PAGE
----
A Small Town In Spain Launches UNESCO Bid For Its Outdoor Chats The small town of Algar in southern Spain has a long tradition of outdoor chats during the hot summer months. The mayor requests the activity be awarded UNESCO world heritage status.

A Small Town In Spain Launches UNESCO Bid For Its Outdoor Chats

  • Download
  • <iframe src="https://www.npr.org/player/embed/1027689265/1027689266" width="100%" height="290" frameborder="0" scrolling="no" title="NPR embedded audio player">
  • Transcript


Neapolitan pizza, camel racing and Finnish sauna culture - all on the list of treasures that are recognized by the United Nations Educational, Scientific and Cultural Organization, UNESCO. One town in the south of Spain wants its cultural tradition added to that list.

FERNANDO GARCIA: (Non-English language spoken).

SIMON: That's Fernando Garcia. He's a journalist from Algar, a city of about 1,400 people. Almost every night, his neighbors and family sit outside their homes and share stories from their day. It's become a tradition known as the charlas al fresco or outdoor chats.

GARCIA: (Non-English language spoken).

SIMON: He says Algar is a place where the doors are always open and the people are warm and welcoming. The tradition of charlas al fresco happened before and sometimes after dinner. It's a chance for the community to share all kinds of local news, like when one of the locals won a $20,000 - euro - lottery prize. Mr. Garcia says that as more people use social media, less people are going outside to talk in person.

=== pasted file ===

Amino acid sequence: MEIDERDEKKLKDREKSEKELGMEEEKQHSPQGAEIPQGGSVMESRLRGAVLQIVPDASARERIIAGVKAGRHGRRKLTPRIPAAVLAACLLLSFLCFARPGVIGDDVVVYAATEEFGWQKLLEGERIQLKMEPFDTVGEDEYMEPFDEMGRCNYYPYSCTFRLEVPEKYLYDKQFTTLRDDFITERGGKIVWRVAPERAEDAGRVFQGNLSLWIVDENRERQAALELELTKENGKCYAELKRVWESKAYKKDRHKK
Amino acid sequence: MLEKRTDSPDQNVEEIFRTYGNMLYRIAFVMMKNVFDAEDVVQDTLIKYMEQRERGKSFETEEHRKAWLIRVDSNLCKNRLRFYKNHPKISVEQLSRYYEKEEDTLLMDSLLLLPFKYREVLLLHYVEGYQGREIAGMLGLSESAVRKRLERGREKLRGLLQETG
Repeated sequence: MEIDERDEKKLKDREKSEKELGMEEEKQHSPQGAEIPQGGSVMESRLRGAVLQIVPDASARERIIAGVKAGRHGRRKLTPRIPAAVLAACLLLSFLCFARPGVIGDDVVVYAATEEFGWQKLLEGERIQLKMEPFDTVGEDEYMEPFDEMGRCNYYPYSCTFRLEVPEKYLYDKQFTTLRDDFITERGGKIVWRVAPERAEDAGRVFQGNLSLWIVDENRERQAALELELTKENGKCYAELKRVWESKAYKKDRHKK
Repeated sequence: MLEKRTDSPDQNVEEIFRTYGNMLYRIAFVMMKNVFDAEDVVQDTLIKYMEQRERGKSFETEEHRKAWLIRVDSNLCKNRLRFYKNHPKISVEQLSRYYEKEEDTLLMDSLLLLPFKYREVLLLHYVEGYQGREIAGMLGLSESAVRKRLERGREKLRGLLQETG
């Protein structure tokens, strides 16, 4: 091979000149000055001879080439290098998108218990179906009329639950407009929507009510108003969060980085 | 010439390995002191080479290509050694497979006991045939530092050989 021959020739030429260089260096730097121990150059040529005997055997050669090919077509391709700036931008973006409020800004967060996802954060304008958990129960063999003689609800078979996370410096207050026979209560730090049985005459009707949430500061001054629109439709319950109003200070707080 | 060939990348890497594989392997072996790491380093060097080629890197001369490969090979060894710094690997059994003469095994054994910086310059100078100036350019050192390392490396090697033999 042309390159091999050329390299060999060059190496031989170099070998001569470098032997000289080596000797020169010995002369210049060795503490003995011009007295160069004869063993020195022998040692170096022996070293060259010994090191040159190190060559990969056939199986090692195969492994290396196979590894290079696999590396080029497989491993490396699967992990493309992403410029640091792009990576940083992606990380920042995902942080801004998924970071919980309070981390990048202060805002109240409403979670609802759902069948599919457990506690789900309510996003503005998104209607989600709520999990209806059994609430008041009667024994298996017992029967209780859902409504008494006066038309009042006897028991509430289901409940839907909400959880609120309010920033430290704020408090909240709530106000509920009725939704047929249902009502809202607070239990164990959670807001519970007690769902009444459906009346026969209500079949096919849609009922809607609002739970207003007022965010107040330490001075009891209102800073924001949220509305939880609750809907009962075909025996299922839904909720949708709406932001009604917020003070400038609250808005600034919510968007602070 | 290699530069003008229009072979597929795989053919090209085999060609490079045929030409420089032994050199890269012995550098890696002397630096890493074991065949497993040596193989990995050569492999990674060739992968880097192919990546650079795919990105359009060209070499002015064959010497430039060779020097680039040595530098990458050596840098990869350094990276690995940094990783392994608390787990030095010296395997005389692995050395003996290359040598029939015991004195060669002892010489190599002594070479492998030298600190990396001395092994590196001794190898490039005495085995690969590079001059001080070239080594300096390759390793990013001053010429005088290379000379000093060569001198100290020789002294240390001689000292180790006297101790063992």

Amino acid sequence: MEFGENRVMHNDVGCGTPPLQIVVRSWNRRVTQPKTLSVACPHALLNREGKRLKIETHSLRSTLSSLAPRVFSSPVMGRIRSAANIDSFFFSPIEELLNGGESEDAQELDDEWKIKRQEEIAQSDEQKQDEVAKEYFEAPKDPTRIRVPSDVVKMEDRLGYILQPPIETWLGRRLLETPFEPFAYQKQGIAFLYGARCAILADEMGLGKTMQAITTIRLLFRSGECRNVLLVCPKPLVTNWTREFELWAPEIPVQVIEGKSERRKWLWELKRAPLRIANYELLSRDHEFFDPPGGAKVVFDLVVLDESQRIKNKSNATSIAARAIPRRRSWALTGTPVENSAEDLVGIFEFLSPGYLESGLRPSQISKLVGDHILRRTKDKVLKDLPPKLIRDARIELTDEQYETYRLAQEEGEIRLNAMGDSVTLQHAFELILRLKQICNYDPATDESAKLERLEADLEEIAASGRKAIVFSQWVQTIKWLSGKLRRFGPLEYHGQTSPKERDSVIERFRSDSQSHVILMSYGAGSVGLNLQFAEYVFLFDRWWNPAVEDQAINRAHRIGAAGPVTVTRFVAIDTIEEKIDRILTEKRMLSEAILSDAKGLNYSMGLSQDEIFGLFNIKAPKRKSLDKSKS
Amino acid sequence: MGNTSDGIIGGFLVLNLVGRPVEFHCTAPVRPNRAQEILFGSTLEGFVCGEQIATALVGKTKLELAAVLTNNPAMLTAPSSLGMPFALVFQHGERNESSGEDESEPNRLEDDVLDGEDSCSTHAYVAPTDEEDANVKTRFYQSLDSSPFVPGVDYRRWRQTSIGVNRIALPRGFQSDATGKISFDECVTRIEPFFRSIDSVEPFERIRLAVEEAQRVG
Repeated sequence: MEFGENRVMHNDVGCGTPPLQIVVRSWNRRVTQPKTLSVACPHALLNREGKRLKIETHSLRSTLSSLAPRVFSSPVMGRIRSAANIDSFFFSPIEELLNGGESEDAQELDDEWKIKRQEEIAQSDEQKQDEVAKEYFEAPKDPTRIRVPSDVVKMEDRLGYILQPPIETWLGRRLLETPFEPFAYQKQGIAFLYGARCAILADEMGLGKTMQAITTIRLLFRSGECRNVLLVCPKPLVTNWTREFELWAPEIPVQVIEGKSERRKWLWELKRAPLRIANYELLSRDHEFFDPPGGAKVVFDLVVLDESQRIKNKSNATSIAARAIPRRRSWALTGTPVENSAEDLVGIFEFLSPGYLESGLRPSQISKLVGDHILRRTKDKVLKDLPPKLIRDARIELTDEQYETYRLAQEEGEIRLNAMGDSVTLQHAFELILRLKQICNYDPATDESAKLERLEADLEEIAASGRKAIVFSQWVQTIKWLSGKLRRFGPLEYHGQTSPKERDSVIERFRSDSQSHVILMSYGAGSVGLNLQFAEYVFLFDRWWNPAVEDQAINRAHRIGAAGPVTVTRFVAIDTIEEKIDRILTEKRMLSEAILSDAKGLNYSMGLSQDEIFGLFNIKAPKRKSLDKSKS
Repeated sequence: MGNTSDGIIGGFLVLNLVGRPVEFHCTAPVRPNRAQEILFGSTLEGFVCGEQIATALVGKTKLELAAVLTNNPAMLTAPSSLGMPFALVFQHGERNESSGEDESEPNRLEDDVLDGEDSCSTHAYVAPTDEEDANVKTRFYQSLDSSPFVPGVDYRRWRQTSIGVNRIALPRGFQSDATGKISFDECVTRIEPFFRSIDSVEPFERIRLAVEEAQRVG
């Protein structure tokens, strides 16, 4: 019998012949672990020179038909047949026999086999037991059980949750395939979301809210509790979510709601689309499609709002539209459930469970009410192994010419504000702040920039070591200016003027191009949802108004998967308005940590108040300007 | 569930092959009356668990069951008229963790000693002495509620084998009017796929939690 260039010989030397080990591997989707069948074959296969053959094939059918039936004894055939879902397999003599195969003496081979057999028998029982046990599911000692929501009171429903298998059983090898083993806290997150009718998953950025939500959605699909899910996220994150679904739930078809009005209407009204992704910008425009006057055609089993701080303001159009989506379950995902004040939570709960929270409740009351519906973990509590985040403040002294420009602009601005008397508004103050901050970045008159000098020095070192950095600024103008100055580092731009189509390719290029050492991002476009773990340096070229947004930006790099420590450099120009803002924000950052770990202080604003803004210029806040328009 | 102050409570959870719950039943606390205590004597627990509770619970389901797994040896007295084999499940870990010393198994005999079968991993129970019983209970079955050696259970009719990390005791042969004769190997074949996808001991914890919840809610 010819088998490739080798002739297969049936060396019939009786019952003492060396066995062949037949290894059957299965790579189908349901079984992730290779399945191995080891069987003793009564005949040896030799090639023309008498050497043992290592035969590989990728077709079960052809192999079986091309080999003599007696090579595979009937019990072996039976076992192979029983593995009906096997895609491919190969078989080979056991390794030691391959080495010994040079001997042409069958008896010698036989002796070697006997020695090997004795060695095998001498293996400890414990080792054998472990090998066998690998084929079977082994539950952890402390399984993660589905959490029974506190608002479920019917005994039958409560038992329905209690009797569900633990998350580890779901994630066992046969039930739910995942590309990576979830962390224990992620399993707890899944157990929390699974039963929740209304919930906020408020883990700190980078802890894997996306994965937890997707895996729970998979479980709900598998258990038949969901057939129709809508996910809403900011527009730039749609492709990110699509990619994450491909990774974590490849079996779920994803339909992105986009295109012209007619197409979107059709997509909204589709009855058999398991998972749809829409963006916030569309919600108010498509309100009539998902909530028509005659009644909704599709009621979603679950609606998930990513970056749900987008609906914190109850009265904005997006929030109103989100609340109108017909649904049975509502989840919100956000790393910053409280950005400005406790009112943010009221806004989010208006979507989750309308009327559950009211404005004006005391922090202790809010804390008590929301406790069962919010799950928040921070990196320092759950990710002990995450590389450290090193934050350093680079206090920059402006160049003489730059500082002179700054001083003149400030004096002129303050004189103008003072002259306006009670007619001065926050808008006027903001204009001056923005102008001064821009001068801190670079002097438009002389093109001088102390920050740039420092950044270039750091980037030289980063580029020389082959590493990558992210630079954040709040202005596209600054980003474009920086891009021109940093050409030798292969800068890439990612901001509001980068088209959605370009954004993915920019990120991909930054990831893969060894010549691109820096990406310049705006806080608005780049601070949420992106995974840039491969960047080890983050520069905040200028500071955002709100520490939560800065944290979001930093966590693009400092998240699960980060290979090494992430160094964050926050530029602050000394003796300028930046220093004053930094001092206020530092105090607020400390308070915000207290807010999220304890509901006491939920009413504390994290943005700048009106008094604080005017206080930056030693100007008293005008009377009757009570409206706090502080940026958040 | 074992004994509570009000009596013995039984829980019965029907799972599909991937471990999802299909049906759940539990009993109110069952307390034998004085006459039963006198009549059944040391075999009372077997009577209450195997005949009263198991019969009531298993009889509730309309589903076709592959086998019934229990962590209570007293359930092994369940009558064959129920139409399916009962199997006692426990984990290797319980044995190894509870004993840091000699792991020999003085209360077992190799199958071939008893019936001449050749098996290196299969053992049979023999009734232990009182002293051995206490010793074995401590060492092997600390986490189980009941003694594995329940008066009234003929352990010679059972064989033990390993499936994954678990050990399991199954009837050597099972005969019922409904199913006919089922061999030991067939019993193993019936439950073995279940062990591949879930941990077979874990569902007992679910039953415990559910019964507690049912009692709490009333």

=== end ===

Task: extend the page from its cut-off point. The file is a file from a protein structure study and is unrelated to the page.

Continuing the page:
GARCIA: (Non-English language spoken).

SIMON: Fernando Garcia says he hopes UNESCO will grant them world heritage status to help keep the tradition alive. Even during the pandemic, the simple act of going outside to talk, 6 feet apart and with a mask on, was beneficial to many of the older residents of Algar.

GARCIA: (Non-English language spoken).

SIMON: And he says even if they're not recognized by UNESCO, they still gained something.

GARCIA: (Non-English language spoken).

SIMON: He says he's happy his small hometown is getting attention. And once it's safe to travel again, maybe tourists can even join in their nightly outdoor chats. Fernando Garcia of Algar, Spain.


Copyright © 2021 NPR. All rights reserved. Visit our website terms of use and permissions pages at www.npr.org for further information.

NPR transcripts are created on a rush deadline by an NPR contractor. This text may not be in its final form and may be updated or revised in the future. Accuracy and availability may vary. The authoritative record of NPR’s programming is the audio record.